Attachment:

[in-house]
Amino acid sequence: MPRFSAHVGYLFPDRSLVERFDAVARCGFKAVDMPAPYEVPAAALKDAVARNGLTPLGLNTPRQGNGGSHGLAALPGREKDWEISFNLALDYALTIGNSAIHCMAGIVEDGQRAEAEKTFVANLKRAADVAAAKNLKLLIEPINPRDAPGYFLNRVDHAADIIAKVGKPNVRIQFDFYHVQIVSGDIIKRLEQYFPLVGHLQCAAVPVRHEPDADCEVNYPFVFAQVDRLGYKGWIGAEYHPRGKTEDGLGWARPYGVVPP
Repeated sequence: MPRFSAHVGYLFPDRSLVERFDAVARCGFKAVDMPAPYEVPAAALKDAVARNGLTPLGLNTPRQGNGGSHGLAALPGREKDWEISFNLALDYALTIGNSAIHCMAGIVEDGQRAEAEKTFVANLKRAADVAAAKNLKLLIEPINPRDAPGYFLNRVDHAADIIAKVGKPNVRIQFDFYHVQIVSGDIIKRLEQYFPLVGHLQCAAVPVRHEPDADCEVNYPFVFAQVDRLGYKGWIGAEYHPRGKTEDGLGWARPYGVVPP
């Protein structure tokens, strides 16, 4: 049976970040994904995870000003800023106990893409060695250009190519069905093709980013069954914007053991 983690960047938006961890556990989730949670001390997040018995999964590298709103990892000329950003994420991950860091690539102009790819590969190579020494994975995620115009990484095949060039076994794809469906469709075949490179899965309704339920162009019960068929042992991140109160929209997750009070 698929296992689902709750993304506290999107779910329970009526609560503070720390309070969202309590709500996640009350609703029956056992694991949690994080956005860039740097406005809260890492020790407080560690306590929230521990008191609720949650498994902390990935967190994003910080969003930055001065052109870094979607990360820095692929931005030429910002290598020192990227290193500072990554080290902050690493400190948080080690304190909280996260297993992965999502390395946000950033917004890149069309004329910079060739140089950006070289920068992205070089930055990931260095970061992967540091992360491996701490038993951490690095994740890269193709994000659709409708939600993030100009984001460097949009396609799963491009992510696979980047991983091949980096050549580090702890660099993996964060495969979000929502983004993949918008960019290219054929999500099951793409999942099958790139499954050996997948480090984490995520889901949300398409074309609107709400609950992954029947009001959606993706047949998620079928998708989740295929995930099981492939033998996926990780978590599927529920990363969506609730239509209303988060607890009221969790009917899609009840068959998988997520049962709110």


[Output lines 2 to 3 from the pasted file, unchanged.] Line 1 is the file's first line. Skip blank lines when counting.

Amino acid sequence: MPRFSAHVGYLFPDRSLVERFDAVARCGFKAVDMPAPYEVPAAALKDAVARNGLTPLGLNTPRQGNGGSHGLAALPGREKDWEISFNLALDYALTIGNSAIHCMAGIVEDGQRAEAEKTFVANLKRAADVAAAKNLKLLIEPINPRDAPGYFLNRVDHAADIIAKVGKPNVRIQFDFYHVQIVSGDIIKRLEQYFPLVGHLQCAAVPVRHEPDADCEVNYPFVFAQVDRLGYKGWIGAEYHPRGKTEDGLGWARPYGVVPP
Repeated sequence: MPRFSAHVGYLFPDRSLVERFDAVARCGFKAVDMPAPYEVPAAALKDAVARNGLTPLGLNTPRQGNGGSHGLAALPGREKDWEISFNLALDYALTIGNSAIHCMAGIVEDGQRAEAEKTFVANLKRAADVAAAKNLKLLIEPINPRDAPGYFLNRVDHAADIIAKVGKPNVRIQFDFYHVQIVSGDIIKRLEQYFPLVGHLQCAAVPVRHEPDADCEVNYPFVFAQVDRLGYKGWIGAEYHPRGKTEDGLGWARPYGVVPP